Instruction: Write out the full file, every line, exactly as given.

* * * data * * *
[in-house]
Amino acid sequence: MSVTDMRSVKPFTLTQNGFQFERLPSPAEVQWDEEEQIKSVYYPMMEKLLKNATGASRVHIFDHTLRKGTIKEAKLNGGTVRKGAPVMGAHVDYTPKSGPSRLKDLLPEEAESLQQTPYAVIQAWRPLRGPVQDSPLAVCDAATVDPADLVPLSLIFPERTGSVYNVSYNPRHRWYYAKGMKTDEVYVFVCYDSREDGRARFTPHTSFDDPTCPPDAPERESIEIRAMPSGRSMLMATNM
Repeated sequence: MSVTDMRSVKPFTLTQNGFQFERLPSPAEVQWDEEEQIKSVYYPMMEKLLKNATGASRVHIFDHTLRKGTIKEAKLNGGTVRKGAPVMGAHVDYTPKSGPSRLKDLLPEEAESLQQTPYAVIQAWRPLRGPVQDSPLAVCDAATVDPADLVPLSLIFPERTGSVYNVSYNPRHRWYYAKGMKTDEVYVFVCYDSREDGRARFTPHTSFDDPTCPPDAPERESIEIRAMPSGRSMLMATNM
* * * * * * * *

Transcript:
[in-house]
Amino acid sequence: MSVTDMRSVKPFTLTQNGFQFERLPSPAEVQWDEEEQIKSVYYPMMEKLLKNATGASRVHIFDHTLRKGTIKEAKLNGGTVRKGAPVMGAHVDYTPKSGPSRLKDLLPEEAESLQQTPYAVIQAWRPLRGPVQDSPLAVCDAATVDPADLVPLSLIFPERTGSVYNVSYNPRHRWYYAKGMKTDEVYVFVCYDSREDGRARFTPHTSFDDPTCPPDAPERESIEIRAMPSGRSMLMATNM
Repeated sequence: MSVTDMRSVKPFTLTQNGFQFERLPSPAEVQWDEEEQIKSVYYPMMEKLLKNATGASRVHIFDHTLRKGTIKEAKLNGGTVRKGAPVMGAHVDYTPKSGPSRLKDLLPEEAESLQQTPYAVIQAWRPLRGPVQDSPLAVCDAATVDPADLVPLSLIFPERTGSVYNVSYNPRHRWYYAKGMKTDEVYVFVCYDSREDGRARFTPHTSFDDPTCPPDAPERESIEIRAMPSGRSMLMATNM